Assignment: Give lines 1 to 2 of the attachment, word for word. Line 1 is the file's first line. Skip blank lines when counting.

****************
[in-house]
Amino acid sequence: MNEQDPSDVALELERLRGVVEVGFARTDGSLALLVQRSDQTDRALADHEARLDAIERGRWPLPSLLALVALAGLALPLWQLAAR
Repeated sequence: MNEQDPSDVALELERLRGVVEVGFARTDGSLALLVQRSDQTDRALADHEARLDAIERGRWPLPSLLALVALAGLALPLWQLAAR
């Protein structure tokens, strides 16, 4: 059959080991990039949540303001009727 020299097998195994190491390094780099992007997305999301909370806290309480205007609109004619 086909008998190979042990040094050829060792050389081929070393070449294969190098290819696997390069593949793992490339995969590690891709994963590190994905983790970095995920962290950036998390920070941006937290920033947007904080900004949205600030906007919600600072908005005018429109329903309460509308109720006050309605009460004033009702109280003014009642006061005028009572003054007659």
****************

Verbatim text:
[in-house]
Amino acid sequence: MNEQDPSDVALELERLRGVVEVGFARTDGSLALLVQRSDQTDRALADHEARLDAIERGRWPLPSLLALVALAGLALPLWQLAAR